Rokers Vision Laboratory
Accurate perception of visual motion is critical for survival. In humans, motion perception relies in large part on binocular combination of signals from the two eyes. But which signals, and how are they combined?
In the lab we aim to increase our understanding of the neural mechanisms underlying motion and depth perception using behavioral experiments (psychophysics), neuro-imaging (fMRI), and computational modeling.
Czuba, T.B., Rokers, B., Cormack, L.K., & Huk, A.C. (2010). Speed and eccentricity reveal a central role of the velocity-based cue to 3D visual motion. Journal of Neurophysiology. (.html)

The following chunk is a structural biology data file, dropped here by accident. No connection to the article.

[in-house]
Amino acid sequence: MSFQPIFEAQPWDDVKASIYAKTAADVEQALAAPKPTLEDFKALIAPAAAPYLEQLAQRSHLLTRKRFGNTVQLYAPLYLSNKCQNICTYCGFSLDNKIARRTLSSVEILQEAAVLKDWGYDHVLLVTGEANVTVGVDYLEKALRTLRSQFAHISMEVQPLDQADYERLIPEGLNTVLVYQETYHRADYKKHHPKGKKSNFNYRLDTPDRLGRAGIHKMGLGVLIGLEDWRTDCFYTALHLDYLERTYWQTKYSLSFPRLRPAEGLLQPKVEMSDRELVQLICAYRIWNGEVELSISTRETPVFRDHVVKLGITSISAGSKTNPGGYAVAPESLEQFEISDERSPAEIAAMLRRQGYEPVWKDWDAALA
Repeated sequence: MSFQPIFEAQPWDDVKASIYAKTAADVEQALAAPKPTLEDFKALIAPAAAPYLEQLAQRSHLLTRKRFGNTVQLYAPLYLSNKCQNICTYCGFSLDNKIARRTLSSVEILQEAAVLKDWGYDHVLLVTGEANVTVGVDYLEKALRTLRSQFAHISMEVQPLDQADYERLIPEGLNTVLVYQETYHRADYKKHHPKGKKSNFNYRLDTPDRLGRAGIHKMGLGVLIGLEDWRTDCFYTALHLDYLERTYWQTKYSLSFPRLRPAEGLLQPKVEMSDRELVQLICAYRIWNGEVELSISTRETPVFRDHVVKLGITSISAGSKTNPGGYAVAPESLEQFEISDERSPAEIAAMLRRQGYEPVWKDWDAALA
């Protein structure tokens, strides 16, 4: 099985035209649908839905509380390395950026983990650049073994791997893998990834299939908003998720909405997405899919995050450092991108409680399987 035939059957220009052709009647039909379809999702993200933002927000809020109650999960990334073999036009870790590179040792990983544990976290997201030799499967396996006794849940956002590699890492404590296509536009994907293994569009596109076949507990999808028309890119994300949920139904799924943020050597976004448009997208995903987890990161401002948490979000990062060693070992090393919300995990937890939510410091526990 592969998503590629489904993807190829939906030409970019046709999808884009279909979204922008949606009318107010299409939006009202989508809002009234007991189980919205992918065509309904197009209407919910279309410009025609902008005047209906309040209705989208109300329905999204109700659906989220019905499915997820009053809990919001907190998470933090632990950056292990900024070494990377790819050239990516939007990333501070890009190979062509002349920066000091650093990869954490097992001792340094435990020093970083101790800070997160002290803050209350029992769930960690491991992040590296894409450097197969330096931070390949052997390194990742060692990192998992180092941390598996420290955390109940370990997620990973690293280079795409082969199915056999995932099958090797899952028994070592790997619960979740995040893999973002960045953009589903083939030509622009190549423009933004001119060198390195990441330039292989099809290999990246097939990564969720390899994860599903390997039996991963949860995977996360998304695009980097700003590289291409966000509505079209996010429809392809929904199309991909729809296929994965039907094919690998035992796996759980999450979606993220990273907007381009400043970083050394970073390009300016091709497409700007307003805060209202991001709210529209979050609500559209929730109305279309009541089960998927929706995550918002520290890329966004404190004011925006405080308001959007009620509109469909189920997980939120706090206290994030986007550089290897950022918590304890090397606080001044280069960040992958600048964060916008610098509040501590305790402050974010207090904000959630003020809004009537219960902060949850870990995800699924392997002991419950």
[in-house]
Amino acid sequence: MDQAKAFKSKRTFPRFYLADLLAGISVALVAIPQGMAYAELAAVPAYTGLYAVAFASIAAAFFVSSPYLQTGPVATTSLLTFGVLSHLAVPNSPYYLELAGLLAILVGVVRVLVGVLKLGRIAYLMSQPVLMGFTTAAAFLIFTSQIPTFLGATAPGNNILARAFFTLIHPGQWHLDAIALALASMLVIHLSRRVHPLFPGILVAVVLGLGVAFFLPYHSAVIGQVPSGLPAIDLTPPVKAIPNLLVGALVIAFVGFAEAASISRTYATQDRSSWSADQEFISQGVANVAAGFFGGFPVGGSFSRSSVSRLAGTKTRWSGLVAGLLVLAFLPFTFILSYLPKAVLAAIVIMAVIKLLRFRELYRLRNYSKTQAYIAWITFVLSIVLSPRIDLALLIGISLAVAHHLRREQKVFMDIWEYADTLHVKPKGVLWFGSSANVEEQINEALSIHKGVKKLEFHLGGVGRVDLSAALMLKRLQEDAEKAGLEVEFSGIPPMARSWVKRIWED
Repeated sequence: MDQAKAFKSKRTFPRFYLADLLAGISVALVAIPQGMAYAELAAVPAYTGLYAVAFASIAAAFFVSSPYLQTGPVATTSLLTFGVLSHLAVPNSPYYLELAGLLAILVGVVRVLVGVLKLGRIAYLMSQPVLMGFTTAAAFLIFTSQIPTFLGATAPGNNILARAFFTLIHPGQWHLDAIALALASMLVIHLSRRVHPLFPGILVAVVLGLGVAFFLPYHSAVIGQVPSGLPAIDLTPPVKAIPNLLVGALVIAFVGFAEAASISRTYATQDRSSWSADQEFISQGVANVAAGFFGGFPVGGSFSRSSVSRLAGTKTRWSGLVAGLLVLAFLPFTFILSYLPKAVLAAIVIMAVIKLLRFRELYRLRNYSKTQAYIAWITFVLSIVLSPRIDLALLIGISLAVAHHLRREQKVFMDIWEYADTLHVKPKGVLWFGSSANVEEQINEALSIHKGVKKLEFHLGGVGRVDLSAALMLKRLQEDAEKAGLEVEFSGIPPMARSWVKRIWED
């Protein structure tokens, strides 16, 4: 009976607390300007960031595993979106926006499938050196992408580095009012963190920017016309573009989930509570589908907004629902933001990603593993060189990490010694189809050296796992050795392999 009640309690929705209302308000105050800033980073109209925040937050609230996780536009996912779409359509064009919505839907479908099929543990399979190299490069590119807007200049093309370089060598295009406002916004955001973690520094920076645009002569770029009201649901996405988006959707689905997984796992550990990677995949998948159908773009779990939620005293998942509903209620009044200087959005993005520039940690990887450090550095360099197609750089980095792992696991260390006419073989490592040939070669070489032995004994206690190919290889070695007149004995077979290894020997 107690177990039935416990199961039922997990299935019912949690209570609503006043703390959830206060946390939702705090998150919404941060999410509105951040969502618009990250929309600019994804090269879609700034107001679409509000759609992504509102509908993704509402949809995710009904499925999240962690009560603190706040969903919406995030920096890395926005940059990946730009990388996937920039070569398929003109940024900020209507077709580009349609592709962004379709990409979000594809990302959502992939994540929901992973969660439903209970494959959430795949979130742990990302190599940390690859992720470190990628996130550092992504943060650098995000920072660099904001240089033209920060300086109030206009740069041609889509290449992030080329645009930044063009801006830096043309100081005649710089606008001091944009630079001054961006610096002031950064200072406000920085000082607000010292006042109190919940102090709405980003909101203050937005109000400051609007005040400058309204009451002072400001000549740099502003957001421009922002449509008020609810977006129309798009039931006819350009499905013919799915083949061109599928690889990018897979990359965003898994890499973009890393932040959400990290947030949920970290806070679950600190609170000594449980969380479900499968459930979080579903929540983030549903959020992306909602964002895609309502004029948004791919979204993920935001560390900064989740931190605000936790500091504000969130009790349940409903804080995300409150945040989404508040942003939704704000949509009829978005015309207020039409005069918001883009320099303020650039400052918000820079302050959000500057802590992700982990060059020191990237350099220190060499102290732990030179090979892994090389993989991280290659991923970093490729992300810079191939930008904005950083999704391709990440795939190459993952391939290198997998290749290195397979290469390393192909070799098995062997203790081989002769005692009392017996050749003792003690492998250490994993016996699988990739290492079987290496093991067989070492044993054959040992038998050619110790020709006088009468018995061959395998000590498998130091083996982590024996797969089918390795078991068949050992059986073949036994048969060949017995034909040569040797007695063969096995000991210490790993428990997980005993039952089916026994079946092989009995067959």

Rokers, B., Cormack, L.K., and Huk, A.C. (2009). Disparity- and velocity- based signals for three-dimensional motion perception in human MT+. Nature Neuroscience, Volume 12, Number 8, Pages 1050-1055. (.html)
Ress, D., Thompson, J.K., Rokers, B., Khan, R., Huk, A.C. (2009). A model for transient oxygen delivery in cerebral cortex. Frontiers in Neuroenergetics, Volume 1, Article 3, Pages 1-12. (.html)
Rokers, B., Cormack, L.K., and Huk, A.C. (2008). Strong percepts of motion through depth without strong percepts of position in depth. Journal of Vision, Volume 8, Number 4, Article 6, Pages 1-10. (.html)
Rokers, B., Yuille, A., and Liu, Z. (2006). The perceived motion of a stereokinetic stimulus. Vision Research, 46(15):2375-87. (.html)